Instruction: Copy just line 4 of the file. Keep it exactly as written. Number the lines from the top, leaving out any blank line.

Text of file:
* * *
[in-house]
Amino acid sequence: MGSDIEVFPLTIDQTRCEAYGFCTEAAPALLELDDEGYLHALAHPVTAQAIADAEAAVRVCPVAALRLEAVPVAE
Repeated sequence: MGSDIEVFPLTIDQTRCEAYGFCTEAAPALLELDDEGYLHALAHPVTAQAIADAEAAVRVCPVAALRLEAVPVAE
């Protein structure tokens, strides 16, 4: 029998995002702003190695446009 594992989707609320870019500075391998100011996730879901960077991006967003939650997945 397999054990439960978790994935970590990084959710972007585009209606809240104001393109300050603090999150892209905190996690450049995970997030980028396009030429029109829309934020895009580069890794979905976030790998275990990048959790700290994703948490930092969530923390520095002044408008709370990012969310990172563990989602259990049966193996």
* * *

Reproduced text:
């Protein structure tokens, strides 16, 4: 029998995002702003190695446009 594992989707609320870019500075391998100011996730879901960077991006967003939650997945 397999054990439960978790994935970590990084959710972007585009209606809240104001393109300050603090999150892209905190996690450049995970997030980028396009030429029109829309934020895009580069890794979905976030790998275990990048959790700290994703948490930092969530923390520095002044408008709370990012969310990172563990989602259990049966193996």